I remember the first time I saw a firefly. Time stopped – literally – like someone had frozen life in its frame and all that moved were the small, glowing lights drifting through the darkness.
Birmingham, AL – 2008. My family was unloading the car and dragging suitcases into the house we’d be staying at for the week. We were in town for the National High School Speech and Debate tournament. My mind was filled with things that tend to preoccupy sixteen-ish year old girls: friends, boys, clothes, foreign policy and international treaty reform… But the hours of riding in a muggy, cramped car and the apprehensions of the coming week vanished when those fireflies appeared.
The rest of the week I could count on sitting on the hood of our car for a few minutes and letting all my worries melt away – it didn’t matter that my braces hadn’t come off in time for the tournament or that I was the only one of my friends not to advance in my category. It didn’t matter that so-and-so hadn’t talked to me or that next year seemed confusing and far away. It was just me and the fireflies.
But we don’t have fireflies in San Diego, so when life gets overwhelming I have to close my eyes and picture them there instead. Usually that takes too much effort and I just find myself standing in a VONS line with four boxes of fudgesicles.
Although I’ve cut back on the fudgesicles (they are hard to find in Prague), I continue to dream about fireflies – or maybe now it’s just a dream of a safe place where, for a moment, everything is okay.
Tatras Mountains, Slovakia – 2010. The first summer I came to Europe I heard that they sometimes had fireflies in the woods so I led an expedition into the forest one evening to find some. We came up empty-handed but when we finally gave up the search, we found ourselves in a meadow under a sky threaded with stars.
“There are your fireflies,” said one girl. We watched them twinkle thousands of miles away and the disappointment of not finding glowing bugs, the cuts on our legs, even the language barrier dissolved into the inky night. That girl still calls me Maruška Světluška (Mary-Firefly).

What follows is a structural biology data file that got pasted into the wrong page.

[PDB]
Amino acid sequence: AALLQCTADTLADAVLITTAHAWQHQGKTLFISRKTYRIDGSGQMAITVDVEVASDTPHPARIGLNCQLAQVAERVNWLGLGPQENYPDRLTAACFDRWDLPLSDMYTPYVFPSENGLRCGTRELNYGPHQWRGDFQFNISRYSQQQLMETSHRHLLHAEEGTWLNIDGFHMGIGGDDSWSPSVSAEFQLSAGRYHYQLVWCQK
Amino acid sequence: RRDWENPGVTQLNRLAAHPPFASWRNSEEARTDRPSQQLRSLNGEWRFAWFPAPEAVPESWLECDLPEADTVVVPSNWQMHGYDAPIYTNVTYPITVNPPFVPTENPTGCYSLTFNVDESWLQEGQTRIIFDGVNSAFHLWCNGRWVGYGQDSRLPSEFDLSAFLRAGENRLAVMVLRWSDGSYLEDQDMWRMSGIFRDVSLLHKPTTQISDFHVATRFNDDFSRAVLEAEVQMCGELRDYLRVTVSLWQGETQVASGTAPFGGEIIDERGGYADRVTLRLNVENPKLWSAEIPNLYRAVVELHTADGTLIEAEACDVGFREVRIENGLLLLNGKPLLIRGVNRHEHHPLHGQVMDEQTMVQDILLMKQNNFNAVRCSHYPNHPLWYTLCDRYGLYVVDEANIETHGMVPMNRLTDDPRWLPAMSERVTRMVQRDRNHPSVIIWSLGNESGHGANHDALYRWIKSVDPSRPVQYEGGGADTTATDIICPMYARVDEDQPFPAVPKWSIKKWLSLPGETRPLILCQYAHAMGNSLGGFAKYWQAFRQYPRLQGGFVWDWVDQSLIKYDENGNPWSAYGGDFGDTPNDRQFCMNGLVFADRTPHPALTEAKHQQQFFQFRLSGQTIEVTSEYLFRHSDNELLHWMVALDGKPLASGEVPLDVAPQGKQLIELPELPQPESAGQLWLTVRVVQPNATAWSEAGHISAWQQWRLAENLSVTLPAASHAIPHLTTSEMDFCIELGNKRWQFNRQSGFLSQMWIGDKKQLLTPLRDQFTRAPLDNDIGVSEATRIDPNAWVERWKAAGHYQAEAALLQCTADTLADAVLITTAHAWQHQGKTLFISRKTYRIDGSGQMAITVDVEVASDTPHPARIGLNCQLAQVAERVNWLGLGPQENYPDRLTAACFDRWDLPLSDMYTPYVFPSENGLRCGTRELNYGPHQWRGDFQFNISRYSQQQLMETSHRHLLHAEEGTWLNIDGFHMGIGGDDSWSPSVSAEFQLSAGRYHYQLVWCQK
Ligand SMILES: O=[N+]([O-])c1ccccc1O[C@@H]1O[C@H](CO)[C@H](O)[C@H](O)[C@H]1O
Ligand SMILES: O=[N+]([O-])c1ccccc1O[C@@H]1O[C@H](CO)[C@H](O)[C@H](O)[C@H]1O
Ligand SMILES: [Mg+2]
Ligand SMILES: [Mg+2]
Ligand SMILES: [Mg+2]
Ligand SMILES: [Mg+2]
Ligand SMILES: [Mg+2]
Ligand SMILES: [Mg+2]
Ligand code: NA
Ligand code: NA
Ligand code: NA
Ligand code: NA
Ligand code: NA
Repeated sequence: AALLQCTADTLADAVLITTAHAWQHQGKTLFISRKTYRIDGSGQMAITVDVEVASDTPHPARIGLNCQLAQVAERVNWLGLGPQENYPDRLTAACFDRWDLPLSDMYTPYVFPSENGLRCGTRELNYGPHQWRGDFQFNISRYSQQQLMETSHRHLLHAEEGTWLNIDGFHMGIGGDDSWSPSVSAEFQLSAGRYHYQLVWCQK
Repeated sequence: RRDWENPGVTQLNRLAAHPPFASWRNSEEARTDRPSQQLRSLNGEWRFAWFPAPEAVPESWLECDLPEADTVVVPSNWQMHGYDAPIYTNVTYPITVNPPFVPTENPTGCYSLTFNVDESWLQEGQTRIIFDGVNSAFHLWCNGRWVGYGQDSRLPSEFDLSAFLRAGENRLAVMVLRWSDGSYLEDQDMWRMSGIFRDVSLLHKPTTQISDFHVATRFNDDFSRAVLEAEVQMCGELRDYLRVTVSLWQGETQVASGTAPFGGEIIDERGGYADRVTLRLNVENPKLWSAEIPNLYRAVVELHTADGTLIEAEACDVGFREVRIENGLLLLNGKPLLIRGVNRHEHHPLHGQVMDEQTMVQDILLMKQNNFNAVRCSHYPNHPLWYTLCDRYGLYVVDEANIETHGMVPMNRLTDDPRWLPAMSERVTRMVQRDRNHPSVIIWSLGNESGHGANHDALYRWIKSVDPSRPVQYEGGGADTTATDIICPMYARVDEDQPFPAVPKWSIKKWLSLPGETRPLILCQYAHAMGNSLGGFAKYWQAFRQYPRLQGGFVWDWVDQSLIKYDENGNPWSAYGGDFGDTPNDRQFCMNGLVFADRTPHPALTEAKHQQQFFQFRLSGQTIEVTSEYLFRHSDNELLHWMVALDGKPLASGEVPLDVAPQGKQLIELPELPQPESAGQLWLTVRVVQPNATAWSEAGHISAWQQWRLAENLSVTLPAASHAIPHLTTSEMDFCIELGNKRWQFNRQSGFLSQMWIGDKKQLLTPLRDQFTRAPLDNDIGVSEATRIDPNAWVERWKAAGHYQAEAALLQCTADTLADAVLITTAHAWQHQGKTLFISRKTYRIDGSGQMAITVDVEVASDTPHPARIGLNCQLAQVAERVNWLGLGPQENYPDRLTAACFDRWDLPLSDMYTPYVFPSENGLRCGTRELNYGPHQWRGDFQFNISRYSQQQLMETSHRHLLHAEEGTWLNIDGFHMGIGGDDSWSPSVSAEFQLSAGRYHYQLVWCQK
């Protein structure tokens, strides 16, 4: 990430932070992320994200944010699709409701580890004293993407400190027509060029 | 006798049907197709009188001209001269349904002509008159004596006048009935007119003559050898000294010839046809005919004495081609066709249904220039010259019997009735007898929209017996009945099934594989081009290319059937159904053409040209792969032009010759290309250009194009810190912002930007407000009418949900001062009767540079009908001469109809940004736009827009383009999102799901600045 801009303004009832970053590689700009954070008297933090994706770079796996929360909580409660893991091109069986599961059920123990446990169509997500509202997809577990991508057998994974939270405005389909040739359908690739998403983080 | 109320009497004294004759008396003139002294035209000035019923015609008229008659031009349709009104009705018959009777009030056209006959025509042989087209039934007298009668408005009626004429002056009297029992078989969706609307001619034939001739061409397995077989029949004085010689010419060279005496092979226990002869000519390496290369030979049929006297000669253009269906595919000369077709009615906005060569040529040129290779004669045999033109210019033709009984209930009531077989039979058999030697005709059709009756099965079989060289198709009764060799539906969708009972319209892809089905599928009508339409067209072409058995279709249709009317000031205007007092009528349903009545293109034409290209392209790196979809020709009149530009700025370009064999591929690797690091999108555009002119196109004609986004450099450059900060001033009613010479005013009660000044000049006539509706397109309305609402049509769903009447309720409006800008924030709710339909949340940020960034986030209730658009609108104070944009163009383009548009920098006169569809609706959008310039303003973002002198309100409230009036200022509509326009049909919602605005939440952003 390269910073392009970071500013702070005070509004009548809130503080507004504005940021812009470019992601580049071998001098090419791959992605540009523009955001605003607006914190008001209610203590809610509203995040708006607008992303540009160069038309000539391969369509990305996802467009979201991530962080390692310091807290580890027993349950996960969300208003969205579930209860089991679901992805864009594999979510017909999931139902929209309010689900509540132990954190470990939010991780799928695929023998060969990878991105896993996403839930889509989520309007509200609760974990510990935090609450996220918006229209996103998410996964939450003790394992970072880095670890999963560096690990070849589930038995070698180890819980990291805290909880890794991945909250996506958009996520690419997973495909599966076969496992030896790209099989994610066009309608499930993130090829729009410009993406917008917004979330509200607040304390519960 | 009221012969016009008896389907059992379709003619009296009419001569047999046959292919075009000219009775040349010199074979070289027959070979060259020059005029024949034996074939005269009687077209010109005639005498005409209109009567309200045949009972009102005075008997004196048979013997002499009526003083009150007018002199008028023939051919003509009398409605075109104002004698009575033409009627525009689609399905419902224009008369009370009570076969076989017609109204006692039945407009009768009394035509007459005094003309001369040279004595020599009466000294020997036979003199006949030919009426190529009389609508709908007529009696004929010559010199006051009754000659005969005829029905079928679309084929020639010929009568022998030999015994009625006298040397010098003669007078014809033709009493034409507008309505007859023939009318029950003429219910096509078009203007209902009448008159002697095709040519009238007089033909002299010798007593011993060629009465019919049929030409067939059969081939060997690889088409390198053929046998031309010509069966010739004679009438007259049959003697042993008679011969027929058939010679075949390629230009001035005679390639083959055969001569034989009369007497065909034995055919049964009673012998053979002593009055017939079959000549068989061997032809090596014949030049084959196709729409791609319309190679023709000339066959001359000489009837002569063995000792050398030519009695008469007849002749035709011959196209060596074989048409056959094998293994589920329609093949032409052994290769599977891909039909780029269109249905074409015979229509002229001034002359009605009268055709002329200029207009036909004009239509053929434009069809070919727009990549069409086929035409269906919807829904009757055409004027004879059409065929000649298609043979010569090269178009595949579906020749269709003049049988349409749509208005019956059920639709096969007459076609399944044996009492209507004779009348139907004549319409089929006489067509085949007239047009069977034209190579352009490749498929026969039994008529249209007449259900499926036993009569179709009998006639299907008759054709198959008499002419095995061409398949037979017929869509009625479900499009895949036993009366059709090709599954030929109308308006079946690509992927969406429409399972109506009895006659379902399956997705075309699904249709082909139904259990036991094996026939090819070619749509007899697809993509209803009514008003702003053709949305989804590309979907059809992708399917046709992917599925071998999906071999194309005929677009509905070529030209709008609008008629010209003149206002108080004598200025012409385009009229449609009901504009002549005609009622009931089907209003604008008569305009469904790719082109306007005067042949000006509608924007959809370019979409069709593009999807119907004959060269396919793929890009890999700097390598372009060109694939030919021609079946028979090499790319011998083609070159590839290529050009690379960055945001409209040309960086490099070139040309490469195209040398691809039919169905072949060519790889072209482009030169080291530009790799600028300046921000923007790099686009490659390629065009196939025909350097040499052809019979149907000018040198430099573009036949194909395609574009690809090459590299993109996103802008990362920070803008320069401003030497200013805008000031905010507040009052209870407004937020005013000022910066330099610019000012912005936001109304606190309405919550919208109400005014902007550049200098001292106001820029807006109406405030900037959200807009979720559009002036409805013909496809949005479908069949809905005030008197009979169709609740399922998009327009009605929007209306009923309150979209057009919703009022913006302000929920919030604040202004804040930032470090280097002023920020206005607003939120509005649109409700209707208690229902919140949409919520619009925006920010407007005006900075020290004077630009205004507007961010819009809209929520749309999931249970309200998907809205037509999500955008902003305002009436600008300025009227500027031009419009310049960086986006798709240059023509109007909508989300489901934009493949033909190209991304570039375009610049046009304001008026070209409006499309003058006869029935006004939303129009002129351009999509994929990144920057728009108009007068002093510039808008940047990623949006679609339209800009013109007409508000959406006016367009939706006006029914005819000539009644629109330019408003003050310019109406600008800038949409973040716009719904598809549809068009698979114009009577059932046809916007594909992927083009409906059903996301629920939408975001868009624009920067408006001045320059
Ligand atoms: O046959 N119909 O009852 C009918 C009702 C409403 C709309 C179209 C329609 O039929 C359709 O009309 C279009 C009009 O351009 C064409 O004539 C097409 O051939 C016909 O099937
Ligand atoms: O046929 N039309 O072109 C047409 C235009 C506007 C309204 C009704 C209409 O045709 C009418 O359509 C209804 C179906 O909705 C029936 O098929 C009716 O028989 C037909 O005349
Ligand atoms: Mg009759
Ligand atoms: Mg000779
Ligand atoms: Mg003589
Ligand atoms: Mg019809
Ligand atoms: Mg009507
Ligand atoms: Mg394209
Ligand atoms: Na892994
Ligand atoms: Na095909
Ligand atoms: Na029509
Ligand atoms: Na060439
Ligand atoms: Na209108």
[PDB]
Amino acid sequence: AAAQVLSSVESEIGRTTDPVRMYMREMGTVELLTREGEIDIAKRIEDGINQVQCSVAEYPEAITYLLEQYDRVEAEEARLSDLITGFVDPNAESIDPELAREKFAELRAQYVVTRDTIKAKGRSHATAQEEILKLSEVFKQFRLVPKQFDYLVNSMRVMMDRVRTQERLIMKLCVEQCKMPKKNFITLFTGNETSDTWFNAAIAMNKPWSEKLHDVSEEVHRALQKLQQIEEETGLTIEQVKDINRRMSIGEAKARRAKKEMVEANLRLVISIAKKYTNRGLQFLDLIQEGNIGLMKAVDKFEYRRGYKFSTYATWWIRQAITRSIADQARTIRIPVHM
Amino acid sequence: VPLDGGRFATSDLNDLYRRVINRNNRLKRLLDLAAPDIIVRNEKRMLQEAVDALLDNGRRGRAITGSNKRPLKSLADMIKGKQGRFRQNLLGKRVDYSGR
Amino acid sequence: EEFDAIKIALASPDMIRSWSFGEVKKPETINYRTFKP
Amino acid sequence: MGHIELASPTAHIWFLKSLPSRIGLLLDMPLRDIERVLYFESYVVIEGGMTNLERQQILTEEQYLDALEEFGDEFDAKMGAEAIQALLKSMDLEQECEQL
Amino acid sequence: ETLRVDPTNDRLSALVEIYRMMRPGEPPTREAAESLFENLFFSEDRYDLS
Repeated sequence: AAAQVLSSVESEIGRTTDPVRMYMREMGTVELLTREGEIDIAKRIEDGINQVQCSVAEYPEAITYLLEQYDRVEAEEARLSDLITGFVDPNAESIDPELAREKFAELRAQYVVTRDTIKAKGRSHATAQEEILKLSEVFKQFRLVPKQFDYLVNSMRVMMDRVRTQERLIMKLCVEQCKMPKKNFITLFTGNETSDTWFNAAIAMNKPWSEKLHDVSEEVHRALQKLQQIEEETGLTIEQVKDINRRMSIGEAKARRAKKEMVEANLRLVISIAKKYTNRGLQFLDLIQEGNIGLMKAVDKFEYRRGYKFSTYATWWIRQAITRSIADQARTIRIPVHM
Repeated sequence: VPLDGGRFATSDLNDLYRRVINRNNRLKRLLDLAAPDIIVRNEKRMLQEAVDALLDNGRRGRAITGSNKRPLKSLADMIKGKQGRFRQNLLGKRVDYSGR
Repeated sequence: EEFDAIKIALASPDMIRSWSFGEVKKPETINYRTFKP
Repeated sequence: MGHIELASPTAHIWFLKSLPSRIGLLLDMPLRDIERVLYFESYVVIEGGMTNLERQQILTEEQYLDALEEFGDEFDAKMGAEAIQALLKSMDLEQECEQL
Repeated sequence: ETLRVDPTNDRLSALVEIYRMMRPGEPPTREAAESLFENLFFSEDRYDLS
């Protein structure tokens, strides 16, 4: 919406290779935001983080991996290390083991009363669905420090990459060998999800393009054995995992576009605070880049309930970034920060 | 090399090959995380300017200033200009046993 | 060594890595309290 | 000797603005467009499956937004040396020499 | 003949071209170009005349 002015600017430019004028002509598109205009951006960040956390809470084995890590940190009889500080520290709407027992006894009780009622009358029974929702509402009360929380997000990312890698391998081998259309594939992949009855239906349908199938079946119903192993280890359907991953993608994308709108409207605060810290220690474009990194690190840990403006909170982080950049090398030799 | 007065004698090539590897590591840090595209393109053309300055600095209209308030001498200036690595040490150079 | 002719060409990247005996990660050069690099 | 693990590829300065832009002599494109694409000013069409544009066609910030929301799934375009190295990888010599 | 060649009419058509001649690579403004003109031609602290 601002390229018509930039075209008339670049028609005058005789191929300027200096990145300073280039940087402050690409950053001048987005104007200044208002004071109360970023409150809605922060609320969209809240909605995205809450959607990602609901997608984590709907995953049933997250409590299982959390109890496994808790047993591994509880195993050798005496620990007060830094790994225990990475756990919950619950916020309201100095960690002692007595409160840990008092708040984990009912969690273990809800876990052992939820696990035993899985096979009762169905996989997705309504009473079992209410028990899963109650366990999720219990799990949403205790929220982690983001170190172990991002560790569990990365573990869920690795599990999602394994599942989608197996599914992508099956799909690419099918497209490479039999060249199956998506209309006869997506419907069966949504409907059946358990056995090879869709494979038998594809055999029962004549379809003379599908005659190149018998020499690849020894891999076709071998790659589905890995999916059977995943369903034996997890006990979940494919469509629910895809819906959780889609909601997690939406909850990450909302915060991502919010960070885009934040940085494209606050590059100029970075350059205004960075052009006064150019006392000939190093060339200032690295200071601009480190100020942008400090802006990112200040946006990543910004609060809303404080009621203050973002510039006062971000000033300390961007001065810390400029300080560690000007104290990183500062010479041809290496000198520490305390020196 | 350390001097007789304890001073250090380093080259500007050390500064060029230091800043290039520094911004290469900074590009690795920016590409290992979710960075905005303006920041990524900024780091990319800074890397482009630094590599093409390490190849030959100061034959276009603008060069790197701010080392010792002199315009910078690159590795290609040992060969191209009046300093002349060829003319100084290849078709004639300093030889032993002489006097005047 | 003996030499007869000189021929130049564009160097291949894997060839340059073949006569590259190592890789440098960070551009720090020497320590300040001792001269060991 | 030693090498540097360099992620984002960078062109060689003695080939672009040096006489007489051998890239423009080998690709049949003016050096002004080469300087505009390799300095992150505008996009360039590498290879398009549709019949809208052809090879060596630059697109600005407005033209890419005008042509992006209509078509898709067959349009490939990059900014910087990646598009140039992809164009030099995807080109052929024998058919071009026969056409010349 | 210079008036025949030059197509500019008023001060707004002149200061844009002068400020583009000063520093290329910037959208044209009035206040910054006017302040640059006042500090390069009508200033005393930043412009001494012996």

But it’s been a long year in Prague. Some of it has been magical. Some of it has felt a lot like eating a PB&J with too much peanut butter – it doesn’t taste too bad but it’s really, really hard to get down.
And honestly, I had no idea how much I missed home.
For that reason (among many, many others) English Camp last week was wonderful. Most of the people on the team are not just old friends or family friends; they’re people from my neighborhood! They know my family and my church and my favorite burrito joint! We share similar senses of humor, mutual friends and experiences, and the same faith.
Šumava, Czech Republic – 2014. Towards the end of the week I got the overwhelming sense that I was about to be left behind. Like that feeling you get on Sunday evening when the weekend is finished and Monday is about to start – the week ahead seems so long and you’re wishing you could be back in Saturday afternoon. You don’t want to go to bed because it means waking up to a new week, but there’s nothing left for you in the old one.
Even though I love, love living and serving here in Prague and I have made so many sweet, kind friends, there is no place like home.
So on Thursday night I cornered my good friend and fairy-godmother, Autumn, at the bonfire and we walked a few yards away from the quiet chatter and soft music around the campfire. Sitting on the stairs I just sort of poured out my worries about the next year – how long and lonely it looks – and she listened the way she always does.
We were occasionally interrupted by children running up wanting hugs or people offering us s’mores, but for the most part, we just sat there in the shadows cast by the crackling fire having a heart-to-heart – one last time before she left two days later.
And you know what happened? (Of course you don’t – it’s my story).
Two little kids ran up to us, faces glowing, with tiny bugs in their hands. I instinctively pulled away but Autumn waved me closer.
“Look, Mary,” she said. “They’re glowworms.”
I leaned in. There, crawling around on the sweaty palm of an excited 9-year old, was a magical, mysterious little bug that lit up like a lantern.
The bugs came and went with the kids, some in handfuls and some as lone passengers. Finally, one little girl brought over a bug that was badly injured. Autumn took off her shoe, ready to smash it.
“You can’t kill it!” I cried out.
“It’s dying,” she explained. “It’s better to just put it out of its misery.”
I’m not huge on killing insects, certainly not magical ones like these, so I turned my head until I heard the swap of the shoe against the cement stair. Then I heard two soft, “Aaaaaaws.”
There, in a morbidly beautiful streak, was the trail of light left by the bug, still glowing.
Amazing, how things can continue to give off light after life has left them.
My friend left on Saturday and I’m not sure when I’ll see her again. The rest of the gang left over the course of the short weekend. But I feel like they are still here with me, glowing in the dark long after they’ve gone.
I think God gives us little things in life because he realizes how much we need a picture of that perfect place that is safe with no worries or concerns, a picture of our future home. I believe God knows how much we need friends in the dark, stars in the sky and places with fireflies.